‘We’re Closer to Mexico Than We Are to Any Major American City’: How Artists in Texas Are Addressing the Border Crisis
A show at Ballroom Marfa addresses the humanitarian and ecological crises of the border head-on.
The US-Mexico border has been a political flashpoint for decades, and the intensity of the debate has only multiplied since the election of Donald Trump in November 2016.
In Marfa, the small artists’ enclave in deep southwestern Texas, the arts non-profit Ballroom decided to organize a show explicitly exploring border issues.
“We invited artists to come out [to Marfa] to directly respond to ecological and political issues in the borderlands,” Ballroom director and curator Laura Copelin explained. “We’re about an hour from Mexico and we’re closer to Mexico than we are to any major American city.”
The institution’s current group show, “Candelilla, Coatlicue, and the Breathing Machine,” on view until September, brings together artists Beatriz Cortez, Candice Lin, and Fernando Palma Rodríguez, each of whom has spent time in the region considering the inflamed political and ecological tensions of the border. And although their work won’t solve any problems—or change the suffering experienced by children and their families currently separated or detained—it does foreground the various issues at play in an increasingly fraught atmosphere.
One of the most politically charged works in the show is a domed outdoor sculpture by Cortez made of chainlink interwoven with strips of mylar. The work responds to the Trump administration’s policy of separating migrant families at the border and detaining children.
“When you drive from El Paso to Marfa, you have to drive through El Tornio, which was at [one] time one of the prisons that had the largest number of children in detention cages,” she says. “I wanted to take the same materials that the children had and make something beautiful for them. I wanted to think that another world is possible with the same materials that they had.”
The immediacy of the work is compounded by events that unfolded on the border between El Paso and Juarez while Cortez was installing the show in April. “There was chainlink fence built under the El Paso del Norte bridge connecting Juarez to the United States,” she says. “They locked central American immigrants under the bridge with chainlink and mylar blankets.”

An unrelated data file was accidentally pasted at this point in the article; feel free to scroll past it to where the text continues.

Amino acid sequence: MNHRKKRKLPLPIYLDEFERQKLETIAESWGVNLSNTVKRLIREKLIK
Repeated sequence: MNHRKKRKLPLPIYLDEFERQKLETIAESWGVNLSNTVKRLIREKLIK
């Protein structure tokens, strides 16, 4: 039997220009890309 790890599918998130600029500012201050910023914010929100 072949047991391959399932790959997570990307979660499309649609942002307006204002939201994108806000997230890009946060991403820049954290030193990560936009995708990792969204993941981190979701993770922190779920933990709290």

The sculpture also draws inspiration from Cortez’s life story. In 1989, her own family was forced to flee violence in El Salvador, and the unfolding crisis echoes throughout her life. But she insists the work isn’t about her. “It’s an effort to get people pay attention to what is going on there,” she says.
Lin delves into both the ecology and politics of the region with her immersive new installation based on her research of the candelilla plant, a shrub native to northern Mexico and the American southwest that is picked, processed, and distributed as a food and cosmetics additive on both sides of the border. Processing this plant is extremely labor intensive and requires the harvested plant to be boiled in hot water until the wax rises to the top and is skimmed off.
On a wall above one of Lin’s works is a large-scale close-up image of the syphilis virus, based on the shrub’s latin name Euphorbia antisyphilitica. As the name suggests, the candelilla was once thought to be a treatment for syphilis.
“I was thinking about viruses and histories of disease and the racialized language around those,” Lin says. “Syphilis is interesting because it’s still debated which way it went, if it was one of the few diseases that the indigenous people gave to the Spanish colonists or just one of many diseases they brought from Europe to the Americas.”
For his part, Rodríguez, a member of the Nahua people, an indigenous culture that traces its roots to Mexico and El Salvador, zeroes in on issues that get lost in the immigration debate.
“The predominant idea that the Southwest is a manifestation of Mexican-American culture is incomplete,” he told artnet News in an email. “There have been many Indigenous Nations that have been there before and I wanted to make that notion more comprehensive.”
Rodríguez’s works address intersecting lands and histories north and south of the border. One of his works, a pair of wheeled sculptures constructed of ladders adorned with coyote masks, features motion sensors that activate when a visitor enters the gallery. Rodríguez says the coyote, a tough scavenger, is an important symbol of indigenous perseverance.
“For me it represents the vitality that indigenous people still show despite centuries of depravation through colonization,” he says. “We are still here, able to contribute culturally to contemporary society. We are not a living fossil but a vibrant culture, and we are able to contribute to many different aspects of life.”
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